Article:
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fizzlesticks

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Everything posted by fizzlesticks

  1. scores[k] is a double. You can't dereference a double.
  2. You can use anything you would would use in a normal if statement. if wkd[1] == 'Sunday' or wkd[1] == 'Saturday' or if wkd[1] in ('Sunday', 'Saturday')
  3. You use things that don't need indenting. For example here's elpiops answer in 1 line: print(dict((lambda d: (d, [d[name].add(item) for name, item in [("Thomas", "pen"), ("Mike", "pencilcase"), ("Thomas", "rubber"), ("Tom", "scissors")]])[0])(__import__('collections').defaultdict(set))))
  4. Anything that can be written in Python can be written in 1 line, it might look silly sometimes though.
  5. Hashed, not encrypted. It could be encrypted, though that's almost as bad as plain text. Yes, many website store your last X passwords so you can't reuse them. They're still hashed and if they're not your current password that shouldn't be a problem.
  6. std::deques have tons of overhead and are inefficient in how they store data compared to a std::vector. For a smallish program like you'll never be able to notice the difference but it's something to keep in mind for other things. std containers have constructors that can do this work for you. std::deque<std::string> uMathCont(std::cbegin(uMathInput), std::cend(uMathInput)); However when you iterate over the input string you're iterating over characters not strings, so it should really be std::deque<char>. edit: if you're using a c++17 compatible comp
  7. std::getline Should pretty much not be used. Unless you plan on allowing equations that are millions of characters long std::vector will be better in every way (even push_front.)
  8. Check out java.util.function, they have ways of doing the same thing. There's not really anything "non OOP" about storing then calling a function pointer.
  9. What language do you usually use? Pretty much every popular language has some kind of function pointer like thing that works just like this.
  10. object.bar is just a normal object. It has a __call__ member function that gets invoked when you call object.bar(). So object.bar() calls the object.bar object. Libraries like pyqt need the reference to the object so they are able to invoke it whenever they need to. If you try passing object.bar() to set a listener your giving qt whatever the bar() method returns instead of the bar object itself.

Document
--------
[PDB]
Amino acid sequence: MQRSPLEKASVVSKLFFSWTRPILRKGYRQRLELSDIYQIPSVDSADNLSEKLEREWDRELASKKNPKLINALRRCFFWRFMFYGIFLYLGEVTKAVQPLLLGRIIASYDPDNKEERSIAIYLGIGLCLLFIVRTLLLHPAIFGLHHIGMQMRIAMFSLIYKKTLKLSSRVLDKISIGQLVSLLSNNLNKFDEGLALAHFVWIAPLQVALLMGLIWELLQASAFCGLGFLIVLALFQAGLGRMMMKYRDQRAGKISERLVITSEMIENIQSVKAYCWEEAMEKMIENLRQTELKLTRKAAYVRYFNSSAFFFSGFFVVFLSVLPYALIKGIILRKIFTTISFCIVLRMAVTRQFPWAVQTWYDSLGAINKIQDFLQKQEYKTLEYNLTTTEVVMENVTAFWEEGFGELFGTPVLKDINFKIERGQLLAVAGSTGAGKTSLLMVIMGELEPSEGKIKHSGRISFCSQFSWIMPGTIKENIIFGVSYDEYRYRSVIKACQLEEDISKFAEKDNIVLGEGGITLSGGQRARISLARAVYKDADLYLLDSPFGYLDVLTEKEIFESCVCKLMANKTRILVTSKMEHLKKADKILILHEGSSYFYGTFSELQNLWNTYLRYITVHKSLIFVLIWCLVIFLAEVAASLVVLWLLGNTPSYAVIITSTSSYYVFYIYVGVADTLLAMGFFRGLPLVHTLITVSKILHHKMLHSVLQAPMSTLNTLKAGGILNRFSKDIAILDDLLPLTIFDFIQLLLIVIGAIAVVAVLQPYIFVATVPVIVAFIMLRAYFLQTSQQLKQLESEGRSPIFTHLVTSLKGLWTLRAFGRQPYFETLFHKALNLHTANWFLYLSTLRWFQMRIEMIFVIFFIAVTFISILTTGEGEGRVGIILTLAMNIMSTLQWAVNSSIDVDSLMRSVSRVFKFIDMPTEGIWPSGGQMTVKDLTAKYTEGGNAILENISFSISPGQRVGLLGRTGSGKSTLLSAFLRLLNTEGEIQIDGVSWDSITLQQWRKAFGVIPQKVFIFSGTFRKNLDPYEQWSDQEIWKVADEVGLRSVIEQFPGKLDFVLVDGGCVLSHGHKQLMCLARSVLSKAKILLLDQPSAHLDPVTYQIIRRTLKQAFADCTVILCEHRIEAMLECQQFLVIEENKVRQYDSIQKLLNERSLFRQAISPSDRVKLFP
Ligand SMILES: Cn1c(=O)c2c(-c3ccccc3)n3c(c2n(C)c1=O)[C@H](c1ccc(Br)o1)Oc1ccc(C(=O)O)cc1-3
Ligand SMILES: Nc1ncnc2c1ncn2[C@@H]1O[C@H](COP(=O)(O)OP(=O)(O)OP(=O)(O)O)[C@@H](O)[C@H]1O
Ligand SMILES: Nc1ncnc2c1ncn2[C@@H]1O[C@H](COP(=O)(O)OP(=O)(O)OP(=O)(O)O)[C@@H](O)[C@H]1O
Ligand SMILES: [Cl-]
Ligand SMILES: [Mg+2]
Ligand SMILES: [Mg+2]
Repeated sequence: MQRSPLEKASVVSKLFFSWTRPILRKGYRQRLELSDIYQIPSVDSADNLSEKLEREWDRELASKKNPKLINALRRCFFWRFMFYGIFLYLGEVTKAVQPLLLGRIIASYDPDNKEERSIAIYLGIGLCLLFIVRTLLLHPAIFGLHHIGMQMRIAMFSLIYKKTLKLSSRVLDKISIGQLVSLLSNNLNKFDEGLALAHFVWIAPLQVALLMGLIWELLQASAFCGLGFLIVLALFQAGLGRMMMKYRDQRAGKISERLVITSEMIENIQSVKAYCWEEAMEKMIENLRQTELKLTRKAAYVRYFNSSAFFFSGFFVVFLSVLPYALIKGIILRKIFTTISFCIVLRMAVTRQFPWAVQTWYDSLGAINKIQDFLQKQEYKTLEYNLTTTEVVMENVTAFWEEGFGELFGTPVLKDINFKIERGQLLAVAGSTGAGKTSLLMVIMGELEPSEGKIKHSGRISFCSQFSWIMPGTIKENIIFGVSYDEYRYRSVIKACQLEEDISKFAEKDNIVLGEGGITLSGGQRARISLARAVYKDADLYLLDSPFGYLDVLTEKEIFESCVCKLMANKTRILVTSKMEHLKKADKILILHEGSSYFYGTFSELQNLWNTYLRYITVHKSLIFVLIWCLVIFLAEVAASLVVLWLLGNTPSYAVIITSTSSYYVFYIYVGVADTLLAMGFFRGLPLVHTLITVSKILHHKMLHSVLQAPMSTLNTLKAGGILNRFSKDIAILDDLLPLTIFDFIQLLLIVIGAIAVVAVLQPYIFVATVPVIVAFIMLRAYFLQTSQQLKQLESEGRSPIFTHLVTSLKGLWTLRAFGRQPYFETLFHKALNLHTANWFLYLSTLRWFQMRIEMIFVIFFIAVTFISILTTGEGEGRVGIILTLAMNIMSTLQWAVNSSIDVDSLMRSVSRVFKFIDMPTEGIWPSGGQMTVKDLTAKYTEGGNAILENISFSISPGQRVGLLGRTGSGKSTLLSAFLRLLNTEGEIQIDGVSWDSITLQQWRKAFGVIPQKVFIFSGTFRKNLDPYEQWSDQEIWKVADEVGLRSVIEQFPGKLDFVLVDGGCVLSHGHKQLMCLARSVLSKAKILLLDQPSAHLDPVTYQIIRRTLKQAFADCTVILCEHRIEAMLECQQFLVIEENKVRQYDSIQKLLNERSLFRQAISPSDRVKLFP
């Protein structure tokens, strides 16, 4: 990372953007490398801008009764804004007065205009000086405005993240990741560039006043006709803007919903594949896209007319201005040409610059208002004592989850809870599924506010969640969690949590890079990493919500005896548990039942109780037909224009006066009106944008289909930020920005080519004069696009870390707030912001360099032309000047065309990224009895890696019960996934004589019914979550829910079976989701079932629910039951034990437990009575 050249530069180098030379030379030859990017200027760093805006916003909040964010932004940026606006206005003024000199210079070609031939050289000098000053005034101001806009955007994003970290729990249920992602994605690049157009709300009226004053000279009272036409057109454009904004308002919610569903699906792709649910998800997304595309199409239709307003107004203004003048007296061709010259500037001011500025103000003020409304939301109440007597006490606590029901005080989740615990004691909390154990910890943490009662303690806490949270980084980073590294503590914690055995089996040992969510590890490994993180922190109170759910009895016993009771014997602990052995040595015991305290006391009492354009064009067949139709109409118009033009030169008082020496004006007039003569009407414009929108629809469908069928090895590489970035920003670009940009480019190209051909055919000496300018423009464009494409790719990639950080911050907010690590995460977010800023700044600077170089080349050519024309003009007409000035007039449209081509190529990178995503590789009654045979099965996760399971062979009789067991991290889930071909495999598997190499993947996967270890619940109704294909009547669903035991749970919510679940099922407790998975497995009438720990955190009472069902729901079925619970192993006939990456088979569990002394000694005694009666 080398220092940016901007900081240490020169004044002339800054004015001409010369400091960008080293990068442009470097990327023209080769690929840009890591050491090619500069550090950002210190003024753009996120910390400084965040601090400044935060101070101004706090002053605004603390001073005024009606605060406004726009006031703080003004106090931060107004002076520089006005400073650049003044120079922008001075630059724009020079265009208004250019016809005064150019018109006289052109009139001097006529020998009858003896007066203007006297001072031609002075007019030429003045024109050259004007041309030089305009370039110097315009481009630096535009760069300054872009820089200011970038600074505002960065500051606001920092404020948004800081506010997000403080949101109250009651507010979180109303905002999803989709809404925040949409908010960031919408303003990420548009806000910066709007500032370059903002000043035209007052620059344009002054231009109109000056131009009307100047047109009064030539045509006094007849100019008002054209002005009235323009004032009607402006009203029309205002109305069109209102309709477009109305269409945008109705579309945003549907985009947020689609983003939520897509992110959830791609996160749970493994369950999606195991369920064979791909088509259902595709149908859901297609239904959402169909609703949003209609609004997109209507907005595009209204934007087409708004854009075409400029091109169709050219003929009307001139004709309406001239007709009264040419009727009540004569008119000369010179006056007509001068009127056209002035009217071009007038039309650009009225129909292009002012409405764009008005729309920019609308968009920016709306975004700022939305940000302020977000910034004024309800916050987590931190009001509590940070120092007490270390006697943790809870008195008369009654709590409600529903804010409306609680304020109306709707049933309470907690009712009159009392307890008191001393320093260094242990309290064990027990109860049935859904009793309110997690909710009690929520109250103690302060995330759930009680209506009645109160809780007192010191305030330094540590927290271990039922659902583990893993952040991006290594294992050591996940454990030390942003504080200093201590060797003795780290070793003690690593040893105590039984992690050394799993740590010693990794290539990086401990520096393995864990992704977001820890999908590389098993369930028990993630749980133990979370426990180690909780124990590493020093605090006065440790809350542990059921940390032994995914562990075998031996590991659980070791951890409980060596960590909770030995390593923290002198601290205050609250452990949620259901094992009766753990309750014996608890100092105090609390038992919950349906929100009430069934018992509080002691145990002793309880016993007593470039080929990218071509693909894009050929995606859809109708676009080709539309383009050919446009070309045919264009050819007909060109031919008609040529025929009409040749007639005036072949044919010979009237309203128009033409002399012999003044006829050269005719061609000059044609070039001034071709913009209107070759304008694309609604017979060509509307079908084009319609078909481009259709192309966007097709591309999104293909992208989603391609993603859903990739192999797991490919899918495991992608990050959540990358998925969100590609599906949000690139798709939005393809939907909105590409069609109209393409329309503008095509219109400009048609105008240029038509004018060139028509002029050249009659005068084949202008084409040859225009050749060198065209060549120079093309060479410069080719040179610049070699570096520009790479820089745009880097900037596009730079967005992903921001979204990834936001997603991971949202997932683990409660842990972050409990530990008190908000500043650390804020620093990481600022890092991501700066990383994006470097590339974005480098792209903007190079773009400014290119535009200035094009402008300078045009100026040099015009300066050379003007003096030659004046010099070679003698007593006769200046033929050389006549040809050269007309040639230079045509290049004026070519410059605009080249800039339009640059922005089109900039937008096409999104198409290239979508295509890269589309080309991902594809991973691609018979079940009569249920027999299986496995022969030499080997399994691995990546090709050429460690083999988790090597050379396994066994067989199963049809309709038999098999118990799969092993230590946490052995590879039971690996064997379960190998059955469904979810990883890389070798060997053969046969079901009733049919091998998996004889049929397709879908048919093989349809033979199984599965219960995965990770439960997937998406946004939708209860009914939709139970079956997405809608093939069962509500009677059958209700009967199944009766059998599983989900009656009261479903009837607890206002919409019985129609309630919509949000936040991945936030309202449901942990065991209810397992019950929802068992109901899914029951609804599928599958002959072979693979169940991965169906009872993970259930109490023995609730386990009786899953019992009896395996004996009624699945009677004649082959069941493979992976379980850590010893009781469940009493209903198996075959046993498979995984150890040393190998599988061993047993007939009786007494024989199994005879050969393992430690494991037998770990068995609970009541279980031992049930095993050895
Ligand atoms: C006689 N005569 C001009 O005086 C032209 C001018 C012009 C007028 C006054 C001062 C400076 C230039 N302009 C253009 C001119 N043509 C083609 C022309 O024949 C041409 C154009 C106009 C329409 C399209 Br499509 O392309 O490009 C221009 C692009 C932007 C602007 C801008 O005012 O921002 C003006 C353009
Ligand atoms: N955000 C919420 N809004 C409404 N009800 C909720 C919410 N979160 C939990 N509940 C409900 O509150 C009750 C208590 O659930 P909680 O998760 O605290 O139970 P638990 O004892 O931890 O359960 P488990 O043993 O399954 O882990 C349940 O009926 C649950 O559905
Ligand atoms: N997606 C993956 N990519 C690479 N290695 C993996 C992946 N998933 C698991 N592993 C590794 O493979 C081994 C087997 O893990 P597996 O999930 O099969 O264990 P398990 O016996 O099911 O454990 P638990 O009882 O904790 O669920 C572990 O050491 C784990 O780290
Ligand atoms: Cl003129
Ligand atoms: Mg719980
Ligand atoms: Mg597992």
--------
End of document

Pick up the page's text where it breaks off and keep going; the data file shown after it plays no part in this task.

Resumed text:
11. You can get the input as a string and convert it yourself using the stoi function or using a stringstream to convert it in a way similar to cin.
  12. Don't mix input methods. Use getline everywhere.
  13. Without seeing your code we can't really help. But I'm guessing you're using std::cin >> for input which will only read input up to a space character. You can use std::getline to get around that.
  14. list(set(s) ^ set(t))
  15. I think so but it's hard to tell from the pictures. Do you still get the error after you moved the loop? And for adding the '*'s you don't need to do a pop and insert you can just change the value directly. met_data_list[j] = '*'
  16. You have 1 for loop inside your other for loop, it should be outside that loop. Also if nesting loops you shouldn't use the same variable name for both.
  17. Replacing the count with a * only needs to be done once, not every time through the main loop. After you get to 10 of some character you're trying to add '*' + 1.
  18. You could either pipe the output from the program to a python script or use the subprocess module to run the program from the python script and capture the output that way. To pipe the output, from the command line you would run BarcodeReader.exe | py my_python_script.py where my_python_script.py is using the input() function to get input. Or using the subprocess module make a script that does something like: import subprocess as sp proc = sp.Popen(['path/to/barcodereader.exe'], stdout=sp.PIPE) out = proc.stdout.read() print(out)
  19. You need to import time. If you open a command window / terminal and run it from there the window will stay open and you can see what error you're getting.
  20. The eof flag gets set when something tries to read past the end of file, because of how the getline and >> functions work this will never happen. You need to use .good() or cast to bool instead of .eof().
  21. The sample code is written in Python 2 where '/' is integer division. To accomplish the same thing in Python 3 you can use '//'.
  22. If you use vcpkg you shouldn't need to do anything but the last step from that tutorial to set the subsystem (if you want something besides the default.) And I use dark theme so purple is just a normal color for me so I have no idea what that might mean.
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